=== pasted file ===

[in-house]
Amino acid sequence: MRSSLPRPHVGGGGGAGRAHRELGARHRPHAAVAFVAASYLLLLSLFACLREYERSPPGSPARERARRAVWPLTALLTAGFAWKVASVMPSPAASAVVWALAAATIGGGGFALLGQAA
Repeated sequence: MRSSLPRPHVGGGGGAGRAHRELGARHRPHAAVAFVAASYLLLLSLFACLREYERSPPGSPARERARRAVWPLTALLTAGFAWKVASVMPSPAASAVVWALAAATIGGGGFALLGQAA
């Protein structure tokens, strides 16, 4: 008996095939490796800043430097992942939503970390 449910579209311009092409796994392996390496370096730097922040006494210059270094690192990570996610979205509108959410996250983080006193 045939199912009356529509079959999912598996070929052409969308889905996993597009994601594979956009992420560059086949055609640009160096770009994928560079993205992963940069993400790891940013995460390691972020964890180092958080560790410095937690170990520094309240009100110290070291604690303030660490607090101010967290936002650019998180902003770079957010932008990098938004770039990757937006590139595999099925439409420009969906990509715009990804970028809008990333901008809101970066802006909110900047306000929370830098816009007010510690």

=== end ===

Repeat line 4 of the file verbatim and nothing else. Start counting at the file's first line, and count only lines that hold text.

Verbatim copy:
């Protein structure tokens, strides 16, 4: 008996095939490796800043430097992942939503970390 449910579209311009092409796994392996390496370096730097922040006494210059270094690192990570996610979205509108959410996250983080006193 045939199912009356529509079959999912598996070929052409969308889905996993597009994601594979956009992420560059086949055609640009160096770009994928560079993205992963940069993400790891940013995460390691972020964890180092958080560790410095937690170990520094309240009100110290070291604690303030660490607090101010967290936002650019998180902003770079957010932008990098938004770039990757937006590139595999099925439409420009969906990509715009990804970028809008990333901008809101970066802006909110900047306000929370830098816009007010510690």